Fresh from the garden.

Fresh salsa from the garden.

I modified this recipe, Green Tomato Salsa Verde from freshpreserving.com. It is really quite tasty, even if only people from Texas are able to eat it. This is a great way to use up the last of summer’s fresh produce.

Cooking and sneezing.

Cooking and sneezing.

Packed with flavor.

Packed with flavor.

Here’s a hint: if you start sneezing uncontrollably while making salsa, ease up on the peppers. If you went overboard, then add a little sugar or honey and extra citrus. I added the juice from two additional limes and a tablespoon of honey and was able to bring the heat down to merely tearing up instead of sneezing.

Green tomato salsa verde.

Yum!

Now, it is perfect.

© copyright 2014 Mariam d’Eustachio at Simply Turquoise.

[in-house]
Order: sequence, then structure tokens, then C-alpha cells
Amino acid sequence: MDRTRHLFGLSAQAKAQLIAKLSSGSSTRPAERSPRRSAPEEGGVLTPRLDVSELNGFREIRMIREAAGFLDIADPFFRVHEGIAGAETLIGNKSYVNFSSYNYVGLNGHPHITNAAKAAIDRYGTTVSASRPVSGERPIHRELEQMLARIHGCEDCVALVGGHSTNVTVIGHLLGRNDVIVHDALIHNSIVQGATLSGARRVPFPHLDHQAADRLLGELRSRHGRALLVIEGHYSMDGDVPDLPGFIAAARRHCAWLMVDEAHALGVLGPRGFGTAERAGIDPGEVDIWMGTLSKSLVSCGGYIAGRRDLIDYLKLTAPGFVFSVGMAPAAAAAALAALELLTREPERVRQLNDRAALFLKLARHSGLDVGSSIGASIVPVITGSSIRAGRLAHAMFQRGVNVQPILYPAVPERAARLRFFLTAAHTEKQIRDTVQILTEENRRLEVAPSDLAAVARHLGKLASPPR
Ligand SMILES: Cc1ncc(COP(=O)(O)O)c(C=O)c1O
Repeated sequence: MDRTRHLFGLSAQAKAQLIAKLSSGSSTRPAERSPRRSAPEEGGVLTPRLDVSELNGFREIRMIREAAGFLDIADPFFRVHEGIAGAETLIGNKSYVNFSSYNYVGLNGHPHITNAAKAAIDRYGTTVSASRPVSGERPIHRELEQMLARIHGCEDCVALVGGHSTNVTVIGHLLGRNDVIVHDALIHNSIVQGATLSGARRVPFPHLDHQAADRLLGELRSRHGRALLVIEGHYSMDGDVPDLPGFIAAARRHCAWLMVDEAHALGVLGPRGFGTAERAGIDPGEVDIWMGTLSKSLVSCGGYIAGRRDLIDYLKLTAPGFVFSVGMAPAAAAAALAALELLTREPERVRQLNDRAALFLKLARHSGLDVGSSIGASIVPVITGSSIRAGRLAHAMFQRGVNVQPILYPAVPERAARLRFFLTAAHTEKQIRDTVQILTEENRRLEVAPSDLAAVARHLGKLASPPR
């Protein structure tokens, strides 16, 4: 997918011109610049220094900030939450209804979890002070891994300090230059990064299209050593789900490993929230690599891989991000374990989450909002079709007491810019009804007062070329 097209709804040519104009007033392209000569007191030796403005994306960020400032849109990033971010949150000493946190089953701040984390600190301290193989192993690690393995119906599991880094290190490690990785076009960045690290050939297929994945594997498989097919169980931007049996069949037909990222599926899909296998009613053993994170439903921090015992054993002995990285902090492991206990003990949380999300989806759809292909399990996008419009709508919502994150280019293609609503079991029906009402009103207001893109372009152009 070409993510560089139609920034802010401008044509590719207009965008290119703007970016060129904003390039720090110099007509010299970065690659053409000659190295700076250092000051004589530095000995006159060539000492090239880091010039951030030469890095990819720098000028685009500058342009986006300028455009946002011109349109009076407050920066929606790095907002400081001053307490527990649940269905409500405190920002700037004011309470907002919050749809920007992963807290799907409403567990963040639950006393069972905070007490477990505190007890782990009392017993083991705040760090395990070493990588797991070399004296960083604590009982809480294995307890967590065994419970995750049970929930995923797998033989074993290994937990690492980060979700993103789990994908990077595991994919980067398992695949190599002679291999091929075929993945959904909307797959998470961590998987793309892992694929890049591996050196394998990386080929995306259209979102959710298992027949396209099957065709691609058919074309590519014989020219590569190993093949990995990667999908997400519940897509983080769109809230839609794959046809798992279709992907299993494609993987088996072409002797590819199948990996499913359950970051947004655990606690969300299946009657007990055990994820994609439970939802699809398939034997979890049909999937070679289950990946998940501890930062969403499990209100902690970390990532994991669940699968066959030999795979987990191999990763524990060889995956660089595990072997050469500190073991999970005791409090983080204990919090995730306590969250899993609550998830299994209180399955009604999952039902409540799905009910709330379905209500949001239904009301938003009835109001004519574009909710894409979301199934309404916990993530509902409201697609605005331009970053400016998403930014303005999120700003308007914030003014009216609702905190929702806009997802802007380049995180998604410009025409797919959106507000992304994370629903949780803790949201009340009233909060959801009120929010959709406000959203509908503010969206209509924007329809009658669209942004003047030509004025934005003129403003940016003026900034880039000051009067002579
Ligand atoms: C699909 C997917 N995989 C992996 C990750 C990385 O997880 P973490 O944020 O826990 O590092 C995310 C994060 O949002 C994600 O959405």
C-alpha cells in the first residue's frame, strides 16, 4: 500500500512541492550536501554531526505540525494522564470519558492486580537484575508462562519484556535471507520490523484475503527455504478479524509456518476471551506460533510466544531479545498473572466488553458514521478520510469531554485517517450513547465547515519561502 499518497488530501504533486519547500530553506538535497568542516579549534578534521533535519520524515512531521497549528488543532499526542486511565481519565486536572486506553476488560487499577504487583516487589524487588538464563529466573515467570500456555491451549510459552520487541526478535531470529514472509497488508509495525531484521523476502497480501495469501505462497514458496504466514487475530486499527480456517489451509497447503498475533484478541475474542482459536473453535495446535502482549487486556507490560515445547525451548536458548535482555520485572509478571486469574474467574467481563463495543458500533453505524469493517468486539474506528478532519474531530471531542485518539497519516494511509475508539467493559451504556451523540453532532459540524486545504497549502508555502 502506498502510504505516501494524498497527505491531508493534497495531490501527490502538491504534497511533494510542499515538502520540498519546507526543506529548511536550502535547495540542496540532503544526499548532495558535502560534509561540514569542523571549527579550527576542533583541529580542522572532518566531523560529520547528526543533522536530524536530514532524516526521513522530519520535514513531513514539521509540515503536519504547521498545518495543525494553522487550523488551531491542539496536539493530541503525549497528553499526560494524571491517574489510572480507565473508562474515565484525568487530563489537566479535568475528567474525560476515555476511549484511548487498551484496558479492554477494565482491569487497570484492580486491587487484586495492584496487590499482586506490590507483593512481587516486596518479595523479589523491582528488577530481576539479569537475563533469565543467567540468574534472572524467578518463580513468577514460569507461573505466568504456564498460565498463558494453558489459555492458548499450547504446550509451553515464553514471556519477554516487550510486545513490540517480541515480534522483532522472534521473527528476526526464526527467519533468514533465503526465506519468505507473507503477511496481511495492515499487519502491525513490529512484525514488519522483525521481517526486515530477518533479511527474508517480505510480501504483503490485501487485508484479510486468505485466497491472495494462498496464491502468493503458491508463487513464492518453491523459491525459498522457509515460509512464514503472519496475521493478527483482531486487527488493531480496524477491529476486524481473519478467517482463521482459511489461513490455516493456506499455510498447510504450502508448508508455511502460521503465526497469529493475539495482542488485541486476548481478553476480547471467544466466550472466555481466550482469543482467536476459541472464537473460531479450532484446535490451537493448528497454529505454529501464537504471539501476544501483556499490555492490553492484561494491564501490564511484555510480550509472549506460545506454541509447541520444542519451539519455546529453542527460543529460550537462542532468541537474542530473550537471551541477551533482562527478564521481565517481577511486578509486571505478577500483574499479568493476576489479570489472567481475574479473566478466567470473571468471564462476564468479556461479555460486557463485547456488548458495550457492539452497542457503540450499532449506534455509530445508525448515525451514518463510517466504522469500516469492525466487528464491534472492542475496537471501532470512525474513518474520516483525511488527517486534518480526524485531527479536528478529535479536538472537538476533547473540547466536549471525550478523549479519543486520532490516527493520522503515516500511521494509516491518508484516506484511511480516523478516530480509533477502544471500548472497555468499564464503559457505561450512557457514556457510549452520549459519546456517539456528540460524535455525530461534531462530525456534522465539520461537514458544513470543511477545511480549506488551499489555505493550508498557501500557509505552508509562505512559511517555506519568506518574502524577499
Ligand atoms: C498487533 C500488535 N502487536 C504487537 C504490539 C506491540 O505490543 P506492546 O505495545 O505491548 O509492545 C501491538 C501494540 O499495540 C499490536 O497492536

A Summer Party!

I blame Pinterest. However, the photograph below is not from Pinterest, but from my backyard last Friday evening.

 

A Summer Party!

A Summer Party!

I have a beautiful yard, a beautiful husband, and a knack for stressing him out with my big ideas. I wanted to celebrate his 40th birthday in style while he just wanted to forget about it.

Diane Daly's Jazz Trio.

Diane Daly’s Jazz Trio.

Pinterest is eye candy for decorator types. Stunning visuals at your fingertips that make one lust for all things better around the house.

A "Cheesecake".

A “Cheesecake”.

Last Friday evening I threw a party that was worthy of Pinterest. Except it was better. On Pinterest you don’t get to hear the jazz trio playing, or taste the lobster canapés. You don’t get to feel the breeze, smell the wildflowers or watch the candlelight glimmer and the children run around with sparklers. It was magical and it was REAL.

A Cake Made of Cheese

A Cake Made of Cheese

Then there was the cheese. I made a cake out of cheese. This “cheesecake” was made of Fontina, an organic smoked Creamy Jack, and Camembert. I cut up fresh figs and sprinkled the cheese with blackberries. I used mini chalkboards for labels. It was enough cheese to please Wallace, Gromit and a hoard of people at my party. It was both easy and elegant, perfect for a beautiful summer evening.